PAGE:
Salty Lady has lines, lots of lines! Mooring, lines, cruising lines, anchor lines and lines on her mast and boom.

The mooring lines were old and stiff, the lines on the mast simply worn out.

We decided to downsize the existing mooring lines from 3/4″ to 5/8″. The reasoning was that it was marginal at best to get two sets of 3/4″ lines comfortably over the hawse cleats. The 5/8″ fit perfectly. Salty Lady used an entire roll of 300′ to make up new lines.

Dock lines for her slip now even have leather chafing guards. So slick looking.

Her cruising lines have one spliced loop and a plain whipped end as opposed to a backsplice. While a backsplice provides something of a stop when in hand, it’s exactly that stop which can get hung up on a dock cleat. We prefer a whipped bitter end which can slide right out.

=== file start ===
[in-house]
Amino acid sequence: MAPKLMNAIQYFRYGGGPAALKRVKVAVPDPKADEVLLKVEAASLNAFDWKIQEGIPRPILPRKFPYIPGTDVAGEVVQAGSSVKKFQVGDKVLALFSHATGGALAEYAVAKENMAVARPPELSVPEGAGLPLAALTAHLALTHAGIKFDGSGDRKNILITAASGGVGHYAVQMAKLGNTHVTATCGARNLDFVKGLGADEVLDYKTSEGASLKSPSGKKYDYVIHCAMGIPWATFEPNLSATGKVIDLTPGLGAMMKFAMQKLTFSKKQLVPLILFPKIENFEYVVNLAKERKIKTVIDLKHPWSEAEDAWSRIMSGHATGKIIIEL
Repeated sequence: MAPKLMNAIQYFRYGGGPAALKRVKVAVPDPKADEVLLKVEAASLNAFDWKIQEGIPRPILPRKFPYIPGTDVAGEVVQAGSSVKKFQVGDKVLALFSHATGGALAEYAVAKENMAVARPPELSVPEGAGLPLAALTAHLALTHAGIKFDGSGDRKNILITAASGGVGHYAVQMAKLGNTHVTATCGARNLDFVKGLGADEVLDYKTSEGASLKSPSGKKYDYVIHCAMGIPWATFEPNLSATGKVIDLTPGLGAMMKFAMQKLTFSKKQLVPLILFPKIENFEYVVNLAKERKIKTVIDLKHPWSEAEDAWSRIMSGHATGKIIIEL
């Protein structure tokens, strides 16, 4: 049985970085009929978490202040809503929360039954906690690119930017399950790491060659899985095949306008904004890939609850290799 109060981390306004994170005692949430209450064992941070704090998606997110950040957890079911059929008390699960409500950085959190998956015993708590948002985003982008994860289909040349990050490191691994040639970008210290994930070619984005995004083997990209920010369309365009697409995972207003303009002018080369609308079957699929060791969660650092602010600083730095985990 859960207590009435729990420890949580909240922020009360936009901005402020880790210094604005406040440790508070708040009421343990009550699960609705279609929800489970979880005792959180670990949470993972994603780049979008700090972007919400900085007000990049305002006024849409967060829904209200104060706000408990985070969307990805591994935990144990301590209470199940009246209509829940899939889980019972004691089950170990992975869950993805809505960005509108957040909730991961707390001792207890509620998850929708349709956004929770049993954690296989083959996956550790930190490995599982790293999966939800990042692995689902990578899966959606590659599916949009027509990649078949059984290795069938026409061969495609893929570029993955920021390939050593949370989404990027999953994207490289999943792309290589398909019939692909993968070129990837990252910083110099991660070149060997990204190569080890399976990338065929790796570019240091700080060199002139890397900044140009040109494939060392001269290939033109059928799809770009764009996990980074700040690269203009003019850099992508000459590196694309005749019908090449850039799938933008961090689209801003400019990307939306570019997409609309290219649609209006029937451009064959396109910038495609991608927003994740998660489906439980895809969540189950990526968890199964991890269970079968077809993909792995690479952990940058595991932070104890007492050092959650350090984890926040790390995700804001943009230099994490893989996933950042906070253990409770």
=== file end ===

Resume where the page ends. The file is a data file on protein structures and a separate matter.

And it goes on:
When it came to the mast and the lines for the two sets of blocks used for lifting the boom and lifting the dinghy, Salty Lady received 7/16 braided line. With 3 different tasks we ordered line with different tracer colors. Unbeknownst to me I ordered a yacht braid and a halyard braid. What? They’re different?

I found the halyard braid impossible to splice. After a call to the vender I was educated! Halyard braid is indeed difficult to impossible to splice and it’s stiff! Not exactly what I was looking for to run through blocks. The Yacht braid on the other hand was fine. I had never spliced braided line so there was a good learning curve. The first splice took about an hour to figure out. Now give me 20 minutes and I’m done. Not near what an accomplished individual can do, but for me, I’m